THE FERRYMANS END AT VICTORS WAY
The Ferryman lies submerged in algae covered waters, reaching towards the land. His role of bringing souls from death to life is obsolete and he remains there reaching for the shore. However the land remains unreachable and eventually he will die where he stands. The ferryman symbolises the individual who has lost touch with reality, and is therefore reaching for the unattainable. It is in essence about a mid-life crisis when what has come before seems worthless and a new direction is sought. Only when a new meaningfulness is achieved will that shore be reached. I can relate to this as I’m on my third midlife crisis.
The gardens leave the forest behind and emerge at a lake side. These are Victors Way gardens most picturesque and peaceful areas, with the skies above reflected in the gentle calming waters. A lovely boat lay marooned in the middle of one lake while in the other Lord Shiva takes centre place. Shiva is one of the main Hindi Gods, and represents the maturing adult. He is driven to live life to the fullest, to above all make the most of every minute, knowing that life is in decline. Whatever the message the sight of the sculpture sitting in the water is an impressive one, throwing off beautiful reflections in the sunlight.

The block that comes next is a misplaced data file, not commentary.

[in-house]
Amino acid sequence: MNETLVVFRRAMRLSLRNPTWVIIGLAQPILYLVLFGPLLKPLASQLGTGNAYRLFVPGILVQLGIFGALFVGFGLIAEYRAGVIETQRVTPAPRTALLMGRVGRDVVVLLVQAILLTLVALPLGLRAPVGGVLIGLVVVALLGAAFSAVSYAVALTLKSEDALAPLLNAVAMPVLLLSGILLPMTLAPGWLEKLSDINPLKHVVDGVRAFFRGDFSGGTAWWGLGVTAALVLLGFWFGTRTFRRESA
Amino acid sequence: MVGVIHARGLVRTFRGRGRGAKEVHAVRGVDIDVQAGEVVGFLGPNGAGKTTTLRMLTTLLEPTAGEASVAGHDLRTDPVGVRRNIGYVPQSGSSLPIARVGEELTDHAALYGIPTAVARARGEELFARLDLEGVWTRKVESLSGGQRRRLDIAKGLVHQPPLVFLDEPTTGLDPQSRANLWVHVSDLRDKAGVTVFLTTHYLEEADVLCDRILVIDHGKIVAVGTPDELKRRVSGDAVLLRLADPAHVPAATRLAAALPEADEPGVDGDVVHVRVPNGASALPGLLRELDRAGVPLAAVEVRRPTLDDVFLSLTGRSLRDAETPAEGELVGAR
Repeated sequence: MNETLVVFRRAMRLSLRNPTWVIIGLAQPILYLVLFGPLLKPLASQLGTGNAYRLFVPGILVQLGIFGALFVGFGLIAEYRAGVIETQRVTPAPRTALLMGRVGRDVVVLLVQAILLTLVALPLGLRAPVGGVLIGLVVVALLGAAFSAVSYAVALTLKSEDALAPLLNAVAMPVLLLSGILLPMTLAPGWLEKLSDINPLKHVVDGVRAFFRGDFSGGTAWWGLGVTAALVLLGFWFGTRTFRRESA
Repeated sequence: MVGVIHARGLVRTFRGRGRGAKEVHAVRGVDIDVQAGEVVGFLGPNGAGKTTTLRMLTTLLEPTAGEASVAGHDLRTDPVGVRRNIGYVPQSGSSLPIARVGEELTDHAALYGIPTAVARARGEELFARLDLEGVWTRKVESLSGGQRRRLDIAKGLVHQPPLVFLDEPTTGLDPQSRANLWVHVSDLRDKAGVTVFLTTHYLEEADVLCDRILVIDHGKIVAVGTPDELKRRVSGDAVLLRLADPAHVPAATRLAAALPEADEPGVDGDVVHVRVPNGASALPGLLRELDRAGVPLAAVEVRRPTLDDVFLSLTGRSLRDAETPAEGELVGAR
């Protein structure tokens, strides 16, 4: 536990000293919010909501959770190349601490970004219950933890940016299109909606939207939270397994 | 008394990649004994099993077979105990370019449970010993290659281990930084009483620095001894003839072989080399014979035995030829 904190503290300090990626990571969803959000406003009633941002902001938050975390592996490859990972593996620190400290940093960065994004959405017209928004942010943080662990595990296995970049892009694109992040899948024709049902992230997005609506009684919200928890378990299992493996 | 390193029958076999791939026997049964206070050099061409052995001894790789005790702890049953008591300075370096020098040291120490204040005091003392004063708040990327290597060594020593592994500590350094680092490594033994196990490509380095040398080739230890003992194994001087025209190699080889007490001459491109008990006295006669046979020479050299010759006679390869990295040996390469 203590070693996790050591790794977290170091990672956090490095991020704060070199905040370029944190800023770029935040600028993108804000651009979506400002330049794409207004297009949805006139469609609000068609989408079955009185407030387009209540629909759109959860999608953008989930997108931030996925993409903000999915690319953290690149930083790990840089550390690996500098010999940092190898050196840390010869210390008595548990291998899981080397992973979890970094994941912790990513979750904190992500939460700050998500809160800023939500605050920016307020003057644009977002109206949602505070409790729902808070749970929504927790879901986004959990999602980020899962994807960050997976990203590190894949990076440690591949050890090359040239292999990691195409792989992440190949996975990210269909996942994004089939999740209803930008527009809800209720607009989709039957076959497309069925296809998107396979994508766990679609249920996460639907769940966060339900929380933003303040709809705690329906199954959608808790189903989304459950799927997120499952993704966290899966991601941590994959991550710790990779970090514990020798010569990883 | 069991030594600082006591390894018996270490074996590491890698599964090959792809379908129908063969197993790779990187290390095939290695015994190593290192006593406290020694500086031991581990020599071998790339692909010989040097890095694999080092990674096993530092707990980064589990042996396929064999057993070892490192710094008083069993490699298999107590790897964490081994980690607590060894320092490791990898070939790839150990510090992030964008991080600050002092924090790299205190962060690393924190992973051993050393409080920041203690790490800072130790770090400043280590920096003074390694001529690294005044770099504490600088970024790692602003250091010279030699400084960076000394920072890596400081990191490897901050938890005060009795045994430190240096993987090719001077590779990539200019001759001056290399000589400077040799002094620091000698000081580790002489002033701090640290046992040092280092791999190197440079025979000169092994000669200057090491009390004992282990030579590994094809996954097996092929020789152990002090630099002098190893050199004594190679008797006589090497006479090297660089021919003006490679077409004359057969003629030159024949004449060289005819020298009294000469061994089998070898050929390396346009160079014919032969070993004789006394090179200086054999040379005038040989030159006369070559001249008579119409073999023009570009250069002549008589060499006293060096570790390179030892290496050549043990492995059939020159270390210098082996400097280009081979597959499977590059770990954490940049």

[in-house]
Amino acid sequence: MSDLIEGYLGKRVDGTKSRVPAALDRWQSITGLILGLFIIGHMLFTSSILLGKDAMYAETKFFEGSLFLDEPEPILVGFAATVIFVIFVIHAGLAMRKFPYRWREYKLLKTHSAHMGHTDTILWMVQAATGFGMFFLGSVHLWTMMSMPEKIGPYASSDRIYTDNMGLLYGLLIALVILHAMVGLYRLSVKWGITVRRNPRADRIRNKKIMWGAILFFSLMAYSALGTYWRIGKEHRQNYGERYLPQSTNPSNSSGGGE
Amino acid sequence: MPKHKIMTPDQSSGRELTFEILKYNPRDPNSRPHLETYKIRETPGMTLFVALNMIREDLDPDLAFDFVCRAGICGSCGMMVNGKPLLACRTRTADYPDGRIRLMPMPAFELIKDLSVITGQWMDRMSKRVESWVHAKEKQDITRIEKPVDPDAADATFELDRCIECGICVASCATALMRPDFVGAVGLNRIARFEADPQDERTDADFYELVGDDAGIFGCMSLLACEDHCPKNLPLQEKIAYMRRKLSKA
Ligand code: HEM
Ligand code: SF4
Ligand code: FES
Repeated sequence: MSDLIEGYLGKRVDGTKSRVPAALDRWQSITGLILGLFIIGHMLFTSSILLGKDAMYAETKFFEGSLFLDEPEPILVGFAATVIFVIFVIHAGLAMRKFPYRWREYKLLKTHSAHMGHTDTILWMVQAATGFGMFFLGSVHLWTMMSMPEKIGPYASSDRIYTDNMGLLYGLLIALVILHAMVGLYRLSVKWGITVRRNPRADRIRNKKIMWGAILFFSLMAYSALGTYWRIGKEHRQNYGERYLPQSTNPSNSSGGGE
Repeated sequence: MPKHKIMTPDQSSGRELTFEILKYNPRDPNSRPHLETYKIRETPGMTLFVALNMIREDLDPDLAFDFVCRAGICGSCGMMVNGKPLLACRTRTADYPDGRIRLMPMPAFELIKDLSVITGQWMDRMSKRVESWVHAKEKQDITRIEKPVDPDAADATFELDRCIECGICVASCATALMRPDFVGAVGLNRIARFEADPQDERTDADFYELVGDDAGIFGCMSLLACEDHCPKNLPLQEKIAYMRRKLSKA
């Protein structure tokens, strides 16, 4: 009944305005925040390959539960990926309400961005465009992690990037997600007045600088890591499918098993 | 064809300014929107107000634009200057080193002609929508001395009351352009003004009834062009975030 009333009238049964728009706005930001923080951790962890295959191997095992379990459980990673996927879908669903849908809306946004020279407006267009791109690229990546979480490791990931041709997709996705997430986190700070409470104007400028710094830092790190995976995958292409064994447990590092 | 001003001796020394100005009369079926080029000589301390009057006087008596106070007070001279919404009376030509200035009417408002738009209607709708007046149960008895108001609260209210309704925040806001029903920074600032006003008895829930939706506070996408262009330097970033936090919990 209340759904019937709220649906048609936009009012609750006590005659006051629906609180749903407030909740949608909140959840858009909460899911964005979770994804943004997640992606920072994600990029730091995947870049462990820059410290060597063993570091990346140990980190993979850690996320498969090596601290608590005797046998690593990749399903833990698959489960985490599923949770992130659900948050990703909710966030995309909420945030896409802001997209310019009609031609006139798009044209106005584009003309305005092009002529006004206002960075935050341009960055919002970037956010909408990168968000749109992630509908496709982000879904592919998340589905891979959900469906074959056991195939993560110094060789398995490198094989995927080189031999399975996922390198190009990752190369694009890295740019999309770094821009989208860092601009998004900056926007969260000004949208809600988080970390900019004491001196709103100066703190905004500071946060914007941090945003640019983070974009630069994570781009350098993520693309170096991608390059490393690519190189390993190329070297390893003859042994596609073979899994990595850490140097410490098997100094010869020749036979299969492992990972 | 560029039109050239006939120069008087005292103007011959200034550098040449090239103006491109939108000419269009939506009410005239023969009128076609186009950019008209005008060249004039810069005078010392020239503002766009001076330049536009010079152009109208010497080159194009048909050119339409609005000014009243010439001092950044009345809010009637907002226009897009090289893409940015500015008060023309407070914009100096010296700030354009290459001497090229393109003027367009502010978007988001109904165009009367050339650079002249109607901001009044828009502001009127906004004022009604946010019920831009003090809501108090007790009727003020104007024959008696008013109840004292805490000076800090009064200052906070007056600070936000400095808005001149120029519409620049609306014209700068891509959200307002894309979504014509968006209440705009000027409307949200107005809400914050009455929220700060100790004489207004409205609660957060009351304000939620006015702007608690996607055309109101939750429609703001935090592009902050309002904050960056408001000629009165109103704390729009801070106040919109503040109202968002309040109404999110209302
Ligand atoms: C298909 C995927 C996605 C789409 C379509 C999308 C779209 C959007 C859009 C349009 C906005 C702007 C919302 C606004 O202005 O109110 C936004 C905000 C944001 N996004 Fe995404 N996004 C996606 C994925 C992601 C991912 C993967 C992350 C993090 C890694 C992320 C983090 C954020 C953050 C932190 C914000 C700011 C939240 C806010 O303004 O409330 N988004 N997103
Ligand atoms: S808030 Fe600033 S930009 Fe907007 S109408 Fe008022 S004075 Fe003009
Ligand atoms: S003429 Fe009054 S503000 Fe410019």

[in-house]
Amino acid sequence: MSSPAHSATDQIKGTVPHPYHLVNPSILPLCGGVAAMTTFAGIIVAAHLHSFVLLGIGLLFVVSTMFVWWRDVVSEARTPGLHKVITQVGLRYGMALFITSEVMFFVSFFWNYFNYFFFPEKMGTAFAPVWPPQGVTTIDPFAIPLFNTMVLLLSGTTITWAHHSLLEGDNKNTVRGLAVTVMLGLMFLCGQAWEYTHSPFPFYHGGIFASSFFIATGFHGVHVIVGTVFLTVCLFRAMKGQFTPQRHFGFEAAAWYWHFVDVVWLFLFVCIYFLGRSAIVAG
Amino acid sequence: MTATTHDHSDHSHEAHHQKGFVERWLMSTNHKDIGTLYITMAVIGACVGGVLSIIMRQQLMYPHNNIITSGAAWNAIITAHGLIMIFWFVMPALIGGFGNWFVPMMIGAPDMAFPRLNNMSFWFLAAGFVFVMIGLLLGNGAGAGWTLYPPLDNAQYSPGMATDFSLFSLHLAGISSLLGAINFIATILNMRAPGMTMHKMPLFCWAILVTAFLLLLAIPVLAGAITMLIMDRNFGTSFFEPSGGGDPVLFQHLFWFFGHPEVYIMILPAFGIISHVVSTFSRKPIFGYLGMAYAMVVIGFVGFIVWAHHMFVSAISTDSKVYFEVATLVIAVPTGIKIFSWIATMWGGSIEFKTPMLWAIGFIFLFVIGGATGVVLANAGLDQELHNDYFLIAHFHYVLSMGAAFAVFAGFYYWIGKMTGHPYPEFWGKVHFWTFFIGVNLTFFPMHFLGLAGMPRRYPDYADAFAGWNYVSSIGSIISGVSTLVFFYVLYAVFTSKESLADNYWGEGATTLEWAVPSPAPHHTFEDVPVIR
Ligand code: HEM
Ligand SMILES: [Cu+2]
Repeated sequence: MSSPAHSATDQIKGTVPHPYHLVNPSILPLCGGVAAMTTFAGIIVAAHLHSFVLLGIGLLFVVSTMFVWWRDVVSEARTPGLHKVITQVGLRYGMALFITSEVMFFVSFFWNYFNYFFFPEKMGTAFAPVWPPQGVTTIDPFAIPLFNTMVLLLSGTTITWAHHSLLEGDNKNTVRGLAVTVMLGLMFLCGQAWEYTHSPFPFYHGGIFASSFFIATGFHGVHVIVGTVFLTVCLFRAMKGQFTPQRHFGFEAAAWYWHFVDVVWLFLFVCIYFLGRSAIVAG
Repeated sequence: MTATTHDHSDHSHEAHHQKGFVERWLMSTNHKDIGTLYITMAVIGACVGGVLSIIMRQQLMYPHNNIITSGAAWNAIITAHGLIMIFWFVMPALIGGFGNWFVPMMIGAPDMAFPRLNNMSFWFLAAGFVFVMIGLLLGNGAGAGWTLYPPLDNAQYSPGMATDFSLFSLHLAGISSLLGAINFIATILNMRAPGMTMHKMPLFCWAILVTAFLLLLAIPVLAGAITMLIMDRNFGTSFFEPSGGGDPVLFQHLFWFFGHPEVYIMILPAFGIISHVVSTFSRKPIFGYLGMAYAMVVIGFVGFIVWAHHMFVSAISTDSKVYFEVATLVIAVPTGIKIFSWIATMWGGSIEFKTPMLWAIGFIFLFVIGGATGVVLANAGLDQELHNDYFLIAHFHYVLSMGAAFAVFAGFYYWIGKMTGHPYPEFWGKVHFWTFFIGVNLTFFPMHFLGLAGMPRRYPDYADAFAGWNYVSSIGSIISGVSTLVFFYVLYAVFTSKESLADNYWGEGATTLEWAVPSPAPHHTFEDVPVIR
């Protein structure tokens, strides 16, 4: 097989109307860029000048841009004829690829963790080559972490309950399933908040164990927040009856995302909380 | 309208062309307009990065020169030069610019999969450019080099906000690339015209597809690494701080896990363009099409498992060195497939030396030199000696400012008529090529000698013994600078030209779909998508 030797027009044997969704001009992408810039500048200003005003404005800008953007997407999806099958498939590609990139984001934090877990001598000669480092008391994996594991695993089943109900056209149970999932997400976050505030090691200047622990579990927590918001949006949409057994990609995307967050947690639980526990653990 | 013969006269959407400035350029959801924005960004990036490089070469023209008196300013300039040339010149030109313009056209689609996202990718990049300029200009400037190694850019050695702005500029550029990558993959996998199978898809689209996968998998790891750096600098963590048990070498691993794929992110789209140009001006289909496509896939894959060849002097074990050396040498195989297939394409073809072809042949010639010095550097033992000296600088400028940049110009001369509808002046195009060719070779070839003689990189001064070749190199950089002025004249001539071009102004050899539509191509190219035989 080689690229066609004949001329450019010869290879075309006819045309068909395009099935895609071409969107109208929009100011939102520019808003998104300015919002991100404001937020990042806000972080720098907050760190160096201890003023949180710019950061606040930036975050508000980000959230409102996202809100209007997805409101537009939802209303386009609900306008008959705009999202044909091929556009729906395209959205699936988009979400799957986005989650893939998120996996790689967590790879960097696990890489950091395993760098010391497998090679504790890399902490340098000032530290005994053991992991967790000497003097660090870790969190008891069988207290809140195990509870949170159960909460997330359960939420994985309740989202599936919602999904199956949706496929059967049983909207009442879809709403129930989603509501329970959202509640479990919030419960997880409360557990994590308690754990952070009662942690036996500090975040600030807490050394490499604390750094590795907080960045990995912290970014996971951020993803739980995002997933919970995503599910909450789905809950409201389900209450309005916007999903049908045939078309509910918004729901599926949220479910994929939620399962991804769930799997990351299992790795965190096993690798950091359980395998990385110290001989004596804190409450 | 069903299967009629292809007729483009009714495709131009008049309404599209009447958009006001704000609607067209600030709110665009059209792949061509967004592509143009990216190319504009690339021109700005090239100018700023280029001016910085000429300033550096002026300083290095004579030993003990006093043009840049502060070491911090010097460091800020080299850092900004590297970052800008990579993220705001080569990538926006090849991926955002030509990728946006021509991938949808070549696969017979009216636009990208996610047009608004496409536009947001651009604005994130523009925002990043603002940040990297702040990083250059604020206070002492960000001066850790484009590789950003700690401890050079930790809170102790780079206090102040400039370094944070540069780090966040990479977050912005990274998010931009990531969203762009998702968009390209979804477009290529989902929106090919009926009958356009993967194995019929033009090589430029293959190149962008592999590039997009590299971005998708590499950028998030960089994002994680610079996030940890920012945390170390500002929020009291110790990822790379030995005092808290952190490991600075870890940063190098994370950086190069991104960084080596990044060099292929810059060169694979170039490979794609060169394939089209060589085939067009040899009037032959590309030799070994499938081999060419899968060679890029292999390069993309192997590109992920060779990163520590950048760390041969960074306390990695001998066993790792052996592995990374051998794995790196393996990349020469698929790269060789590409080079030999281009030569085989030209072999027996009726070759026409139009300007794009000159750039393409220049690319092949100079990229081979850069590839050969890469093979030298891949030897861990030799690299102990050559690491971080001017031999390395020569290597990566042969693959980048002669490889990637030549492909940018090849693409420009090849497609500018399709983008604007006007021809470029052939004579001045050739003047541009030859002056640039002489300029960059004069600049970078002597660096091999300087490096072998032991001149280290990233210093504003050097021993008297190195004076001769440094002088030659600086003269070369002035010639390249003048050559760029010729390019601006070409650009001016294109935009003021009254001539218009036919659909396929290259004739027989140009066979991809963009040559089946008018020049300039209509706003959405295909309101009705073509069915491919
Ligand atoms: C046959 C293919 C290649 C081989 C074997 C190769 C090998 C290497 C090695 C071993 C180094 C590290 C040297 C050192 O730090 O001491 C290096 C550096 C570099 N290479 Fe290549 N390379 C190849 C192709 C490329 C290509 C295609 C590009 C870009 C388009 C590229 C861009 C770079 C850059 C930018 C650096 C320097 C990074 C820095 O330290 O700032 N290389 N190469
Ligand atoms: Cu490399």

The finger is an icon for the basic thrust of life, to create. If we don’t create it postulates that we will be unhappy. To create is to become. That’s why etched on the fingernail are the words “Create or Die”. It’s meaning transcends more than just procreation to every aspects of life, above all it is the need to create, and therefore reduce our sameness to everyone else. Creativity begins in each of our fingers. I concur I’m here typing this blog with my fingers, looking to better myself creatively.